Beans (Tracey Deer)
Creating cinematic experiences out of important historical incidents and adding layers of realized emotion to them has always been one of the greatest feats afforded by the medium. Canadian filmmaker Tracey Deer recounts a dark part of Indigenous history in her feature film directorial debut, Beans, and simply excels as a dramatic storyteller.
The film is set in 1990 Quebec, Canada, during a heated conflict between the government and two Mohawk communities (Kanehsatà:ke and Kahnawá:ke) after a golf course was to be expanded onto sacred Indigenous ground. Members of the Mohawk communities banded together in protestation, triggering an oppositional response that reeked of xenophobia and hatred. Audiences live through these events by following Beans (breakout star, Kiawentiio), a 12-year old Mohawk girl, who navigates her own adolescence in the midst of this hateful crisis. The supporting cast includes solid performances from Rainbow Dickerson, Violah Beauvais and Paulina Jewel Alexis.
Beans has its fair share of unsettling moments, and Deer should be commended for depicting both the good and bad with such tenderness and poise. Reliving these past traumas through the lens of a child is never easy, but Deer manages to maintain a level of brutal honesty, without ever utilizing any overly exploitative imagery. Having lived through many of these experiences herself as a child likely informed the intensity and truthfulness of the film.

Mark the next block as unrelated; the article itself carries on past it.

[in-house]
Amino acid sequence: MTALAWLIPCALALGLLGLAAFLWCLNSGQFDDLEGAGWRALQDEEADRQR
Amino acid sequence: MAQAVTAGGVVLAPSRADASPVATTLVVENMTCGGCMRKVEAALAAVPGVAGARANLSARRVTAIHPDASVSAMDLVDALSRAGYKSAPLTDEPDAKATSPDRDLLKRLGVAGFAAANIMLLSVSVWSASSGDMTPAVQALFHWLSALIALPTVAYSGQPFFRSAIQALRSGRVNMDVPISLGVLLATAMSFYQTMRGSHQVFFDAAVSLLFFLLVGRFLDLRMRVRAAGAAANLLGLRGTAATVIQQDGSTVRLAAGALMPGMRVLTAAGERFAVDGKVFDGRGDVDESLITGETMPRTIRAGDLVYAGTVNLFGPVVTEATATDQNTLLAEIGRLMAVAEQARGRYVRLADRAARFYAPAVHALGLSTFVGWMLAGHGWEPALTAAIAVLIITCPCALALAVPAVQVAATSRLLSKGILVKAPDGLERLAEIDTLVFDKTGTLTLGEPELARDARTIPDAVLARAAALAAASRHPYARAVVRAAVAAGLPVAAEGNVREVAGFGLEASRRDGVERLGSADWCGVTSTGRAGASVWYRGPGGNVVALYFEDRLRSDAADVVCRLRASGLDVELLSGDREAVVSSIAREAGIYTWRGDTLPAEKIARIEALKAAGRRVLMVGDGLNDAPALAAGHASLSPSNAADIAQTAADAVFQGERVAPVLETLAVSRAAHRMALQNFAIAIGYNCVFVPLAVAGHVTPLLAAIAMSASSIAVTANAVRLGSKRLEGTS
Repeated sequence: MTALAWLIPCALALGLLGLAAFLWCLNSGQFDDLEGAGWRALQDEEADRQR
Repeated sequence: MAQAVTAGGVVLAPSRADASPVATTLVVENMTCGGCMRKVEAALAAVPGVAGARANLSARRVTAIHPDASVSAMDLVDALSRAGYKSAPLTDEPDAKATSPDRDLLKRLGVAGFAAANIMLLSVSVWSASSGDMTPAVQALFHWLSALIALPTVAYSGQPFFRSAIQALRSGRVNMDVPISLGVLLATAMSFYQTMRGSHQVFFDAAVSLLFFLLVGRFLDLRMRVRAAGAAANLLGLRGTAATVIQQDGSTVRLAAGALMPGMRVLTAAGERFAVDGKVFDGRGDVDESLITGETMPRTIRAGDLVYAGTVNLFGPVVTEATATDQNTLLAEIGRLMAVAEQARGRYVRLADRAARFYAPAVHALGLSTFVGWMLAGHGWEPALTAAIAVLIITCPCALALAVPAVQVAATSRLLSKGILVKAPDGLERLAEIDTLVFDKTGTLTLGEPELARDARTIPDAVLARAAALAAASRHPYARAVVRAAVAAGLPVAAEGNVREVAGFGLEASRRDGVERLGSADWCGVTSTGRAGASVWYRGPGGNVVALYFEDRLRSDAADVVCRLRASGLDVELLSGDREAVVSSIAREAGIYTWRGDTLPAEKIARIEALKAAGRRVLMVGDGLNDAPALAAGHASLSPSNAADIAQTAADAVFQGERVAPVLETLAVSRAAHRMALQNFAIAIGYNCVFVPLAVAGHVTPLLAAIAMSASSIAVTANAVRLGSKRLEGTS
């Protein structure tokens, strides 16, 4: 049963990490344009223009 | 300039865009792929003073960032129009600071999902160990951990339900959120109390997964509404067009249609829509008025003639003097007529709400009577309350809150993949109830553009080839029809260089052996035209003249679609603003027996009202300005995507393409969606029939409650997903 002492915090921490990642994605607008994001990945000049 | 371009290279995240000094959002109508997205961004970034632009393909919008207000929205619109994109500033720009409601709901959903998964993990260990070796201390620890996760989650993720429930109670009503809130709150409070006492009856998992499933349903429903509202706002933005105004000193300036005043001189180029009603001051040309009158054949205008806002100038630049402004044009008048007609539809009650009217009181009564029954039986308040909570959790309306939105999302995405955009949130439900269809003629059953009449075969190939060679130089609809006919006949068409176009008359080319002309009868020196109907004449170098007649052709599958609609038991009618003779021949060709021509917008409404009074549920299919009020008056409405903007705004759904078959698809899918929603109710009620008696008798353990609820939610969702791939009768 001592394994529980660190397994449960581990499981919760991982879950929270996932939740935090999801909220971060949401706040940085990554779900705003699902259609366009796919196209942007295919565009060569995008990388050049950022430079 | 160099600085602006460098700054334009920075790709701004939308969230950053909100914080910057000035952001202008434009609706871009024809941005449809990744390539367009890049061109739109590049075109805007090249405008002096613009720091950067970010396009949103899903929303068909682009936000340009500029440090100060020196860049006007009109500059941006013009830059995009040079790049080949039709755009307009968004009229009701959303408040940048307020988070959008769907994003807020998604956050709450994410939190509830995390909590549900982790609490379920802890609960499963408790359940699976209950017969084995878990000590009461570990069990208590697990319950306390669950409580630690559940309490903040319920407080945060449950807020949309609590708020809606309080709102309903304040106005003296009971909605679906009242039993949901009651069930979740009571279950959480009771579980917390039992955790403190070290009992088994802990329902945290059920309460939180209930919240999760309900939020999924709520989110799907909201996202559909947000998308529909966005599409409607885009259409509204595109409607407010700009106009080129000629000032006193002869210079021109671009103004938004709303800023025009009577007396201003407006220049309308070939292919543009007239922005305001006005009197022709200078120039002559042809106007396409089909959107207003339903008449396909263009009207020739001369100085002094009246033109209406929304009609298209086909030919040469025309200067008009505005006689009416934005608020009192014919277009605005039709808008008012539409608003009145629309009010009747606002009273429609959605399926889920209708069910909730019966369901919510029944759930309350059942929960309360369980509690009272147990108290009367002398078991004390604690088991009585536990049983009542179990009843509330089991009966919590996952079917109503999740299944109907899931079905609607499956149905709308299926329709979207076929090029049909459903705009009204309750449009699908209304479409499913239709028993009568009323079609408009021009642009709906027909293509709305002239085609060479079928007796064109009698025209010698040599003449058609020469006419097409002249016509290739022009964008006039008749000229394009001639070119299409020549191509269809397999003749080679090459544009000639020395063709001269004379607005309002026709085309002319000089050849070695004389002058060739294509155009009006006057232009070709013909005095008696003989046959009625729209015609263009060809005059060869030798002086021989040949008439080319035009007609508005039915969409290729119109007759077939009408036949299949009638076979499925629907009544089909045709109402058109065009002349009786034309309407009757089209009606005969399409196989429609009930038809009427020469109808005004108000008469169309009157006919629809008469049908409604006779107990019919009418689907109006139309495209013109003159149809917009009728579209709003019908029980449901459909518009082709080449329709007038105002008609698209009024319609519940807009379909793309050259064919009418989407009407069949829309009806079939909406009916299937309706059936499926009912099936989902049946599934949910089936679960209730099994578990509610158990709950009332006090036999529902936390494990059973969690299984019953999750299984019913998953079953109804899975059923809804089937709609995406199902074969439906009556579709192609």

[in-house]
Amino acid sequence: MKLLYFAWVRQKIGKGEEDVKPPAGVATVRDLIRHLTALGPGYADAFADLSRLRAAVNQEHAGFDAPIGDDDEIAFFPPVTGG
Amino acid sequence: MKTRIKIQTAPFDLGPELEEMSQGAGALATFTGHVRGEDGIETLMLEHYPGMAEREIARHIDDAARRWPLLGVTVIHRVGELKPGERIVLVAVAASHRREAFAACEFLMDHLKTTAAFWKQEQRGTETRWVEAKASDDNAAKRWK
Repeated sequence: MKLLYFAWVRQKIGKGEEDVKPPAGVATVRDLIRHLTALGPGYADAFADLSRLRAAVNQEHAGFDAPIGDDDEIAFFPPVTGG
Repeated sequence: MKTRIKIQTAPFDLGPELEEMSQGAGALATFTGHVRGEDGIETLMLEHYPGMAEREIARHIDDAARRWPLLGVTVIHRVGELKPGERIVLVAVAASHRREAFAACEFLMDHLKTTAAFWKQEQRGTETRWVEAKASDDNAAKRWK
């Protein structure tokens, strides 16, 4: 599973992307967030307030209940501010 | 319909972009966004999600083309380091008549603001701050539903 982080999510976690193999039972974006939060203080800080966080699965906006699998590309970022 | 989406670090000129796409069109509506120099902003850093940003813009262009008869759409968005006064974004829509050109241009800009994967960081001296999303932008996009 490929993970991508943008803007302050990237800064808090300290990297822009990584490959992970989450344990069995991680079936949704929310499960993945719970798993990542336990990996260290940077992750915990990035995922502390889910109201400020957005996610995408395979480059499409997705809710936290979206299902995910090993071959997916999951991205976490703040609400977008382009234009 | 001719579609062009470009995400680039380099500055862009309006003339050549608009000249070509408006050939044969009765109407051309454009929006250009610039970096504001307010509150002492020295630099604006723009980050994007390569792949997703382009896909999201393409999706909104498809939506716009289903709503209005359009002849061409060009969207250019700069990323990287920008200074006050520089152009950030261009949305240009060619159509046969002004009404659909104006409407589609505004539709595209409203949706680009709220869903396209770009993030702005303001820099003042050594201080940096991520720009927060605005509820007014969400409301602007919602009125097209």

Lead actress Kiawentiio also shines as the titular character, who is featured in every single frame of the film and carries the narrative on her shoulders with striking confidence. As Beans’ innocence is slowly chipped away by the cruelty of the world around her, Kiawentiio’s transformation feels natural, with a real sense of purity in her performance that aligns perfectly with the character itself. This is far from an easy task for such a young actress, and her future could not be any brighter following this impressive performance.
A film like Beans is sure to be informative for many viewers, particularly those who have never heard about this unfortunate event in Canadian history. More importantly, Deer has created an avenue for audiences to experience the emotions and feelings that these Indigenous communities had to endure. It’s unfortunate that these emotions and feelings continue to be relevant (and accurate) in modern times, but that only makes the film all the more important. Not that we needed any convincing, but Deer makes a strong argument for why representation and culturally-specific storytelling needs to be a vital part of cinema.
Will you be seeing either of these directorial debuts when they become more widely available? Let us know in the comments below.
Violation and Beans had their world premieres at the Toronto International Film Festival.